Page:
A backdoor is a hidden mechanism that provides you with access to a system through some alternative means. A backdoor can exist in many forms, but it is always meant to escape the notice of the system's typical users while still enabling unauthorized users to access that system. For example, a new, unauthorized user account can be used as part of a backdoor so that you don't rely on an active and closely monitored account to gain access.

Another example of a backdoor is a remote access tool (RAT), also known as a remote access Trojan. As the latter name implies, a RAT is primarily downloaded to a victim computer through Trojan horse malware; that is, it either comes along with what appears to be legitimate software, or it itself is disguised to look like legitimate software. The function of a RAT is pretty much identical to standard remote access technology, and may strictly offer an interactive shell, or may offer full GUI services. The primary difference between a RAT and something like RDP, other than delivery mechanism, is that RATs are specifically designed to remain hidden from view on the infected system. Some examples of popular RATs include NetBus, Sub7, Back Orifice, Blackshades, and DarkComet.

While a RAT can escape human notice, the more common ones will be instantly picked up by an anti-malware scanner or intrusion detection system. Advanced RATs, however, can leverage rootkit technology to infect a system at a low level. The power of rootkits is that they can alter an operating system's kernel or a device's firmware to mask the malicious code's activity. Therefore, a rootkit-empowered RAT can more effectively evade security solutions. It's important to note that even if a RAT can evade security solutions and initially escape human notice, it can still exhibit behavior that might tip off a user, like excessive or unexplained network traffic that traverses the interface.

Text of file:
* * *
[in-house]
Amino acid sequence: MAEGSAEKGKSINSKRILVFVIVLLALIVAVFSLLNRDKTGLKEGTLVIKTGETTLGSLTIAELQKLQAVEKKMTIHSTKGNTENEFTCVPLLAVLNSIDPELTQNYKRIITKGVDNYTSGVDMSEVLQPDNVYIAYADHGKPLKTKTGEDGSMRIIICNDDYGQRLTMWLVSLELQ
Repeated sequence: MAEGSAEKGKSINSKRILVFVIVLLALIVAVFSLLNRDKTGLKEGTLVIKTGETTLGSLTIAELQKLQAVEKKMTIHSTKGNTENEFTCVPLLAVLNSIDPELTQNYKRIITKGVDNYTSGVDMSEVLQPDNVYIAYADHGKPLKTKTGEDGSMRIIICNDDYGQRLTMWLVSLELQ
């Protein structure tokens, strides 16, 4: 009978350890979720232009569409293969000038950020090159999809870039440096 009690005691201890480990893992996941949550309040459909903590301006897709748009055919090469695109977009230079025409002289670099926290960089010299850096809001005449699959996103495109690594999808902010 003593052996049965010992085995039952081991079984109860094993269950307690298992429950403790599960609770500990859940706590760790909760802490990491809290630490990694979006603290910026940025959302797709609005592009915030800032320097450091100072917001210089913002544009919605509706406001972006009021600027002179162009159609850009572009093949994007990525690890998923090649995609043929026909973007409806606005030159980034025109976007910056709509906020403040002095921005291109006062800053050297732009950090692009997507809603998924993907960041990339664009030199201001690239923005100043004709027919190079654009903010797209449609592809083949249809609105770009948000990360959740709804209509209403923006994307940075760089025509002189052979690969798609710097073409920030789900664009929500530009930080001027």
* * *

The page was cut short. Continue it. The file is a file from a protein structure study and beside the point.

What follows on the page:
Note: Hardware backdoors also exist and can be substantially stealthier and provide greater levels of access, but they are not commonly used in pen testing. Most such backdoors are incorporated into hardware during the manufacturing process.

Remote Access Services

Remote access services like Telnet, SSH, RDP, VNC, etc., can also enable persistence. You can even leverage backdoor accounts with these services to remotely control the target system. However, remaining stealthy while using these services is especially difficult because of how well known, closely monitored, and transparent to the system they tend to be.